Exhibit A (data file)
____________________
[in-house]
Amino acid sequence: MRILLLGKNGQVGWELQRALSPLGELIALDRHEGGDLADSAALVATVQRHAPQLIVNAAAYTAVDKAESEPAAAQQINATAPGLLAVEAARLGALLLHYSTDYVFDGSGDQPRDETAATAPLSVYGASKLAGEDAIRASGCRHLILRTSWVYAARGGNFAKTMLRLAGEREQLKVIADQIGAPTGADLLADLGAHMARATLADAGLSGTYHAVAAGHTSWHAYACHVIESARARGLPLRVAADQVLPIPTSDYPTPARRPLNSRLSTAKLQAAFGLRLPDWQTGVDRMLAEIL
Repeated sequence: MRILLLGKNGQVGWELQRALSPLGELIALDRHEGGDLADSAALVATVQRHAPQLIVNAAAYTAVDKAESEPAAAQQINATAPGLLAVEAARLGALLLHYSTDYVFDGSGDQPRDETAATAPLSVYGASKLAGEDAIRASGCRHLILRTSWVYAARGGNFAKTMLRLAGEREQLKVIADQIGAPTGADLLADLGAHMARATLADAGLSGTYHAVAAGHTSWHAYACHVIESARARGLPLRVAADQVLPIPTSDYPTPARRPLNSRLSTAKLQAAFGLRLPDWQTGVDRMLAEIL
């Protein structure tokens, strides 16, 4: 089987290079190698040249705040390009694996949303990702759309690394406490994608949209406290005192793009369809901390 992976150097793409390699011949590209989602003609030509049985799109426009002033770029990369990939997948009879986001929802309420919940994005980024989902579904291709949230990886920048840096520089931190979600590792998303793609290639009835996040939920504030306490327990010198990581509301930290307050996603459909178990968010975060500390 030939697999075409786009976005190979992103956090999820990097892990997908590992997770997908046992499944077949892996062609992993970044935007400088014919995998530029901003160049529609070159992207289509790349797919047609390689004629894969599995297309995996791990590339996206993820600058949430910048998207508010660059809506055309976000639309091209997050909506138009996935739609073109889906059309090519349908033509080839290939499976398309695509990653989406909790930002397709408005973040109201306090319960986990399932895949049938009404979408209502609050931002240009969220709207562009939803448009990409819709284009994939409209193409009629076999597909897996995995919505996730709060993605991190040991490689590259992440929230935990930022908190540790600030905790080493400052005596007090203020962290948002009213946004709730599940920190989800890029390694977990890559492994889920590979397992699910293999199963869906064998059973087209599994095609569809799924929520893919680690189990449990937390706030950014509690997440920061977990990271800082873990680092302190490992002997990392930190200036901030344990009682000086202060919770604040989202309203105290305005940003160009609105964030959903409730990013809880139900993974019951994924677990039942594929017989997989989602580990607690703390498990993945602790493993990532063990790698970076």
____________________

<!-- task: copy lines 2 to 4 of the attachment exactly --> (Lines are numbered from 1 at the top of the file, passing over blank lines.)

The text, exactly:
Amino acid sequence: MRILLLGKNGQVGWELQRALSPLGELIALDRHEGGDLADSAALVATVQRHAPQLIVNAAAYTAVDKAESEPAAAQQINATAPGLLAVEAARLGALLLHYSTDYVFDGSGDQPRDETAATAPLSVYGASKLAGEDAIRASGCRHLILRTSWVYAARGGNFAKTMLRLAGEREQLKVIADQIGAPTGADLLADLGAHMARATLADAGLSGTYHAVAAGHTSWHAYACHVIESARARGLPLRVAADQVLPIPTSDYPTPARRPLNSRLSTAKLQAAFGLRLPDWQTGVDRMLAEIL
Repeated sequence: MRILLLGKNGQVGWELQRALSPLGELIALDRHEGGDLADSAALVATVQRHAPQLIVNAAAYTAVDKAESEPAAAQQINATAPGLLAVEAARLGALLLHYSTDYVFDGSGDQPRDETAATAPLSVYGASKLAGEDAIRASGCRHLILRTSWVYAARGGNFAKTMLRLAGEREQLKVIADQIGAPTGADLLADLGAHMARATLADAGLSGTYHAVAAGHTSWHAYACHVIESARARGLPLRVAADQVLPIPTSDYPTPARRPLNSRLSTAKLQAAFGLRLPDWQTGVDRMLAEIL
């Protein structure tokens, strides 16, 4: 089987290079190698040249705040390009694996949303990702759309690394406490994608949209406290005192793009369809901390 992976150097793409390699011949590209989602003609030509049985799109426009002033770029990369990939997948009879986001929802309420919940994005980024989902579904291709949230990886920048840096520089931190979600590792998303793609290639009835996040939920504030306490327990010198990581509301930290307050996603459909178990968010975060500390 030939697999075409786009976005190979992103956090999820990097892990997908590992997770997908046992499944077949892996062609992993970044935007400088014919995998530029901003160049529609070159992207289509790349797919047609390689004629894969599995297309995996791990590339996206993820600058949430910048998207508010660059809506055309976000639309091209997050909506138009996935739609073109889906059309090519349908033509080839290939499976398309695509990653989406909790930002397709408005973040109201306090319960986990399932895949049938009404979408209502609050931002240009969220709207562009939803448009990409819709284009994939409209193409009629076999597909897996995995919505996730709060993605991190040991490689590259992440929230935990930022908190540790600030905790080493400052005596007090203020962290948002009213946004709730599940920190989800890029390694977990890559492994889920590979397992699910293999199963869906064998059973087209599994095609569809799924929520893919680690189990449990937390706030950014509690997440920061977990990271800082873990680092302190490992002997990392930190200036901030344990009682000086202060919770604040989202309203105290305005940003160009609105964030959903409730990013809880139900993974019951994924677990039942594929017989997989989602580990607690703390498990993945602790493993990532063990790698970076």